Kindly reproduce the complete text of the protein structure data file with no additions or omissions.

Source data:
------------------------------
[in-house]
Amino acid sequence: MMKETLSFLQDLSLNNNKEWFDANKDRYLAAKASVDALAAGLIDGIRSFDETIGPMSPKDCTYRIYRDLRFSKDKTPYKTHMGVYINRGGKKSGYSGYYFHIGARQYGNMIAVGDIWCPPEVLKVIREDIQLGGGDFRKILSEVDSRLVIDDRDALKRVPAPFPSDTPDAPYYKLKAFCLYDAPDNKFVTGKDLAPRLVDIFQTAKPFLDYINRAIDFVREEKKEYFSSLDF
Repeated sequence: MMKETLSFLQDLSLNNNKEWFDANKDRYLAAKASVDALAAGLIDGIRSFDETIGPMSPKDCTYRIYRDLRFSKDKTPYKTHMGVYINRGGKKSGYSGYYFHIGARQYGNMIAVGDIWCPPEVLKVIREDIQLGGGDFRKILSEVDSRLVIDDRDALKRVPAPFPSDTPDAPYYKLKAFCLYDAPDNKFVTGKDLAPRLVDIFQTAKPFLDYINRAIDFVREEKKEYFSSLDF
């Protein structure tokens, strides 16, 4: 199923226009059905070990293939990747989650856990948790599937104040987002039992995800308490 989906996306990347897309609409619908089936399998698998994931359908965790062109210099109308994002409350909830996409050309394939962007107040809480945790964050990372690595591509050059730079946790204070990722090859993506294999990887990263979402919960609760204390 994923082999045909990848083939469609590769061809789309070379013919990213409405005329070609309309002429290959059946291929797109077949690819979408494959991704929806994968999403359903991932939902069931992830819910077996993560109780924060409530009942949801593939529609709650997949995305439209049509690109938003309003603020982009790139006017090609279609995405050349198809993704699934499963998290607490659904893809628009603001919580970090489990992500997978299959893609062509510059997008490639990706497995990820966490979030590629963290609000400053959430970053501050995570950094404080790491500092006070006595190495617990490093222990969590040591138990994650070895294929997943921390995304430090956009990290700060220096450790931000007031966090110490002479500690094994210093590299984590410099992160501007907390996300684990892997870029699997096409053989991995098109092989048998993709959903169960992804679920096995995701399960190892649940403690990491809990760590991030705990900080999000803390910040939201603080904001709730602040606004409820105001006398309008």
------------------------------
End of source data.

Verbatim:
[in-house]
Amino acid sequence: MMKETLSFLQDLSLNNNKEWFDANKDRYLAAKASVDALAAGLIDGIRSFDETIGPMSPKDCTYRIYRDLRFSKDKTPYKTHMGVYINRGGKKSGYSGYYFHIGARQYGNMIAVGDIWCPPEVLKVIREDIQLGGGDFRKILSEVDSRLVIDDRDALKRVPAPFPSDTPDAPYYKLKAFCLYDAPDNKFVTGKDLAPRLVDIFQTAKPFLDYINRAIDFVREEKKEYFSSLDF
Repeated sequence: MMKETLSFLQDLSLNNNKEWFDANKDRYLAAKASVDALAAGLIDGIRSFDETIGPMSPKDCTYRIYRDLRFSKDKTPYKTHMGVYINRGGKKSGYSGYYFHIGARQYGNMIAVGDIWCPPEVLKVIREDIQLGGGDFRKILSEVDSRLVIDDRDALKRVPAPFPSDTPDAPYYKLKAFCLYDAPDNKFVTGKDLAPRLVDIFQTAKPFLDYINRAIDFVREEKKEYFSSLDF
């Protein structure tokens, strides 16, 4: 199923226009059905070990293939990747989650856990948790599937104040987002039992995800308490 989906996306990347897309609409619908089936399998698998994931359908965790062109210099109308994002409350909830996409050309394939962007107040809480945790964050990372690595591509050059730079946790204070990722090859993506294999990887990263979402919960609760204390 994923082999045909990848083939469609590769061809789309070379013919990213409405005329070609309309002429290959059946291929797109077949690819979408494959991704929806994968999403359903991932939902069931992830819910077996993560109780924060409530009942949801593939529609709650997949995305439209049509690109938003309003603020982009790139006017090609279609995405050349198809993704699934499963998290607490659904893809628009603001919580970090489990992500997978299959893609062509510059997008490639990706497995990820966490979030590629963290609000400053959430970053501050995570950094404080790491500092006070006595190495617990490093222990969590040591138990994650070895294929997943921390995304430090956009990290700060220096450790931000007031966090110490002479500690094994210093590299984590410099992160501007907390996300684990892997870029699997096409053989991995098109092989048998993709959903169960992804679920096995995701399960190892649940403690990491809990760590991030705990900080999000803390910040939201603080904001709730602040606004409820105001006398309008």